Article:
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Create an Elasticsearch query rule

Get alerts when matches are found during the latest query run.

Required role

The Editor role or higher is required to create Elasticsearch query rules. To learn more, refer to Assign user roles and privileges.

The Elasticsearch query rule type runs a user-configured query, compares the number of matches to a configured threshold, and schedules actions to run when the threshold condition is met.

  1. To access this page, from your project go to Alerts.
  2. Click Manage RulesCreate rule.
  3. Under Select rule type, select Elasticsearch query.

An Elasticsearch query rule can be defined using Elasticsearch Query Domain Specific Language (DSL), Elasticsearch Query Language (ES|QL), Kibana Query Language (KQL), or Lucene.

Define the conditions

When you create an Elasticsearch query rule, your choice of query type affects the information you must provide. For example:

  1. Define your query

    If you use query DSL, you must select an index and time field then provide your query. Only the query, fields, _source and runtime_mappings fields are used, other DSL fields are not considered. For example:

        "match_all" : {}

    If you use KQL or Lucene, you must specify a data view then define a text-based query. For example, http.request.referrer: "".

    If you use ES|QL, you must provide a source command followed by an optional series of processing commands, separated by pipe characters (|). For example:

    FROM kibana_sample_data_logs
    | STATS total_bytes = SUM(bytes) BY host
    | WHERE total_bytes > 200000
    | SORT total_bytes DESC
    | LIMIT 10
  2. If you use query DSL, KQL, or Lucene, set the group and theshold.

    Specify how to calculate the value that is compared to the threshold. The value is calculated by aggregating a numeric field within the time window. The aggregation options are: count, average, sum, min, and max. When using count the document count is used and an aggregation field is not necessary. Over or Grouped Over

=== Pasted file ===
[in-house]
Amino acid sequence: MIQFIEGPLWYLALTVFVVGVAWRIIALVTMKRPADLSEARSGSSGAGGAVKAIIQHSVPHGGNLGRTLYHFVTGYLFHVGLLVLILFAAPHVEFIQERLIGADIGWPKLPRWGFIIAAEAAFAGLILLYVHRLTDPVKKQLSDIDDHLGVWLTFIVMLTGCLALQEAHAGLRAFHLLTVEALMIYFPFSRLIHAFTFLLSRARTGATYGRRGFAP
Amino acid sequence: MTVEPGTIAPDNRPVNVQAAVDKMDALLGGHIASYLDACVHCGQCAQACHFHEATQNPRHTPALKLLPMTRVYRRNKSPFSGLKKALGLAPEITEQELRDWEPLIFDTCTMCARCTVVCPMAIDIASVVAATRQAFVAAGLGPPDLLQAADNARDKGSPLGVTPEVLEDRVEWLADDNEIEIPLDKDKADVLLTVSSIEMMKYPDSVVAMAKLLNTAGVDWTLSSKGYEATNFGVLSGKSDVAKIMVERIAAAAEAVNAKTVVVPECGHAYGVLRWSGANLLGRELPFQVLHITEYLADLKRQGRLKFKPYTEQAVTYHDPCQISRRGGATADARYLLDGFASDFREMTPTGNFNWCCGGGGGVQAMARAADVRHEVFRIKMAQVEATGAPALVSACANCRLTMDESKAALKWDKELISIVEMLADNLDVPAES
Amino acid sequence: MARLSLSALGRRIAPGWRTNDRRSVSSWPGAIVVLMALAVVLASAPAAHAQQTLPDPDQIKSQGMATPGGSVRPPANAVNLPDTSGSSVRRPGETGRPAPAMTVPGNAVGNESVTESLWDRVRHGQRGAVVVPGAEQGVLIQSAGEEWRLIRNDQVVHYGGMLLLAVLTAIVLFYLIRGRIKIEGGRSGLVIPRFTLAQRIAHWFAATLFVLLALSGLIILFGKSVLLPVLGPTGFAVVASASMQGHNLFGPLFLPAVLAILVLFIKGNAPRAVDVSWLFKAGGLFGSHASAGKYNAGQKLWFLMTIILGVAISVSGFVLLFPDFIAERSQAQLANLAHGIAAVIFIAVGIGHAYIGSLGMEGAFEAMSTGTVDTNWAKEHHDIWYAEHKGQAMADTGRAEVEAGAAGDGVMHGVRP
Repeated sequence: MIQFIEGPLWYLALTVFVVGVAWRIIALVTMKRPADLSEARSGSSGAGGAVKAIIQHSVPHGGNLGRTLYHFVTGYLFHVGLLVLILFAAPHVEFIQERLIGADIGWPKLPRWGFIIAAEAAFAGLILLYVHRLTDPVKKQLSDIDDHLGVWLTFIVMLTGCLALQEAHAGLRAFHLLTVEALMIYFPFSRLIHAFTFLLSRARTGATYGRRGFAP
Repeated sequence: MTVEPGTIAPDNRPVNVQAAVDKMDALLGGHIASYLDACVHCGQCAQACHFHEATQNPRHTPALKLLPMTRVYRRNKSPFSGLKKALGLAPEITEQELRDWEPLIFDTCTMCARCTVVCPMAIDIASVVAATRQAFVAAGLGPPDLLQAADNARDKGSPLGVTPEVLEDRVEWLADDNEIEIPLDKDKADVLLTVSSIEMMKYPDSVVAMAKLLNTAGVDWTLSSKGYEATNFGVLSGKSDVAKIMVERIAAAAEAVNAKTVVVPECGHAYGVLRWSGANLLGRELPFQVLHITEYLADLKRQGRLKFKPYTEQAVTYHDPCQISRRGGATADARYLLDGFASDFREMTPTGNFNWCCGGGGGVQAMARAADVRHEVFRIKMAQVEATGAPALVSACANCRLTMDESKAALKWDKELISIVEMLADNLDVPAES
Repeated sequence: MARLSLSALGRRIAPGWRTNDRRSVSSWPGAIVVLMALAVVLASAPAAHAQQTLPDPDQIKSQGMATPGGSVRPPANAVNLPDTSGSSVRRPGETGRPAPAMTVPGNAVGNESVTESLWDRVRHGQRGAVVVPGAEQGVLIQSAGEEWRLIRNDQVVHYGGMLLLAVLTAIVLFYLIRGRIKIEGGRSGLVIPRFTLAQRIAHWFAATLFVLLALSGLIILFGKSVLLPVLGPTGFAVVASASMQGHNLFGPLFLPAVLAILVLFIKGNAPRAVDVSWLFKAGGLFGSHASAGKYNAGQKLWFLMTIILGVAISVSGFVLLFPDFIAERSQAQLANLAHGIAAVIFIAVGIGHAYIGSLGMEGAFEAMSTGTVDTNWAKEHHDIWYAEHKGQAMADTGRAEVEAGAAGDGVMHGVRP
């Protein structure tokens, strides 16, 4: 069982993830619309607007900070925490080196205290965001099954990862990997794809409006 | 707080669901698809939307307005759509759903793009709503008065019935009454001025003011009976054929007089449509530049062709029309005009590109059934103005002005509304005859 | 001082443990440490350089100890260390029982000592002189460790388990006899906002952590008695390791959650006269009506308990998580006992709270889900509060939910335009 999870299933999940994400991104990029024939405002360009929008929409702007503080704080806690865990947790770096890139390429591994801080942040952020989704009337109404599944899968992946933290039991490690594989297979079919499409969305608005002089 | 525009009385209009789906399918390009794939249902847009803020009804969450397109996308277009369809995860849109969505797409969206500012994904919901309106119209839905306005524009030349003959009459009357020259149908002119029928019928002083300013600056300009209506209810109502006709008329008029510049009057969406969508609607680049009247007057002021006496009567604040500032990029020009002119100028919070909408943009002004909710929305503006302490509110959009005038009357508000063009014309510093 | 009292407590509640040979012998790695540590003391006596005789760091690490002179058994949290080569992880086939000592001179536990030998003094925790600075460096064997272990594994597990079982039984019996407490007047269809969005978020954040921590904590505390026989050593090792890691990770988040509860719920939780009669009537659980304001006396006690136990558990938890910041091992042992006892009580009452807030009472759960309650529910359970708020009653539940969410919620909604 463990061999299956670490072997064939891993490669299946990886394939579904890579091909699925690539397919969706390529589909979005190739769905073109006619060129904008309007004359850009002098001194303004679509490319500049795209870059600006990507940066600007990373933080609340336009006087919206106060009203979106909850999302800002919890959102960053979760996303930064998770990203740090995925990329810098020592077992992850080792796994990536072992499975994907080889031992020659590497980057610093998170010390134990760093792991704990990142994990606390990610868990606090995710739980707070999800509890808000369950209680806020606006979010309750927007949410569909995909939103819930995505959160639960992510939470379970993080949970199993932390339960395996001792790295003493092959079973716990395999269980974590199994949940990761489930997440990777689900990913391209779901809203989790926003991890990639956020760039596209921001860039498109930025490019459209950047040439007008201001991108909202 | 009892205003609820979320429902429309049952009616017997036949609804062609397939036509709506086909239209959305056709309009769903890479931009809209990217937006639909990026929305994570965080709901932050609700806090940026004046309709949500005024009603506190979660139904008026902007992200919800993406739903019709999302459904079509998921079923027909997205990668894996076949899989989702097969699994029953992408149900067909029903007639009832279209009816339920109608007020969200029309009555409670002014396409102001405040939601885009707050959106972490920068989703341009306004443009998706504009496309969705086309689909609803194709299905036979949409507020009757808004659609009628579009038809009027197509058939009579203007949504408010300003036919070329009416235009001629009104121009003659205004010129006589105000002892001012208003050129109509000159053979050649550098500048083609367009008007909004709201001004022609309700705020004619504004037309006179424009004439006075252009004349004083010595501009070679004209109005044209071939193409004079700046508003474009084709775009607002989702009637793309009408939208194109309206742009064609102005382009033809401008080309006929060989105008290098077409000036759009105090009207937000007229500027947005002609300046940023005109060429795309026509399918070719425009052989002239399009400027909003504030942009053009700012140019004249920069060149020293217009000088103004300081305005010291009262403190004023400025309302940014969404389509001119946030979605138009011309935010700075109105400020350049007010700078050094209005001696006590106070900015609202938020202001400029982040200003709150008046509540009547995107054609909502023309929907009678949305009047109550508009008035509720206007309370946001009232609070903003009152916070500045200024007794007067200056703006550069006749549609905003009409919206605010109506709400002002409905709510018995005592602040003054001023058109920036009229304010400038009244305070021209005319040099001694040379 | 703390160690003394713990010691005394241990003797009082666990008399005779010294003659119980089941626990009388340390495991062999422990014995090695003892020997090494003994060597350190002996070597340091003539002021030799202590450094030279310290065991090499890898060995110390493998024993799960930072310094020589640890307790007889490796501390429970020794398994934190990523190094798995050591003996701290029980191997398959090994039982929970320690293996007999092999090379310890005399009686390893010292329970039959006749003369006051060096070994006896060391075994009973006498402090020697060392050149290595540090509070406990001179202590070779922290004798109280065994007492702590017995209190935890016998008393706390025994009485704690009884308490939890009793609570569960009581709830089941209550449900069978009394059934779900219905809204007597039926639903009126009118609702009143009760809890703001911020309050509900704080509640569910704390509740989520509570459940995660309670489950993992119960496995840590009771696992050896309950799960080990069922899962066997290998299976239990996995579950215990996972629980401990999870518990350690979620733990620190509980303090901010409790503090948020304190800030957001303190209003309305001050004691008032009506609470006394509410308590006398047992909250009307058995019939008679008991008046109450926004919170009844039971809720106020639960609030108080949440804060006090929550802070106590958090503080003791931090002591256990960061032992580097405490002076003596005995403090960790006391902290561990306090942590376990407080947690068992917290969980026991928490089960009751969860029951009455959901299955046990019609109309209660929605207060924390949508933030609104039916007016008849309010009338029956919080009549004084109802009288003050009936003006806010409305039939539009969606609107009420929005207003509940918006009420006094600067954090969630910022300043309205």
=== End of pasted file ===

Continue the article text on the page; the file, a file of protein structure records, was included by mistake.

Specify whether the aggregation is applied over all documents or split into groups using up to four grouping fields. If you choose to use grouping, it's a terms or multi terms aggregation; an alert will be created for each unique set of values when it meets the condition. To limit the number of alerts on high cardinality fields, you must specify the number of groups to check against the threshold. Only the top groups are checked.
    Defines a threshold value and a comparison operator (is above, is above or equals, is below, is below or equals, or is between). The value calculated by the aggregation is compared to this threshold.
  3. Set the time window, which defines how far back to search for documents.

  4. If you use query DSL, KQL, or Lucene, set the number of documents to send to the configured actions when the threshold condition is met.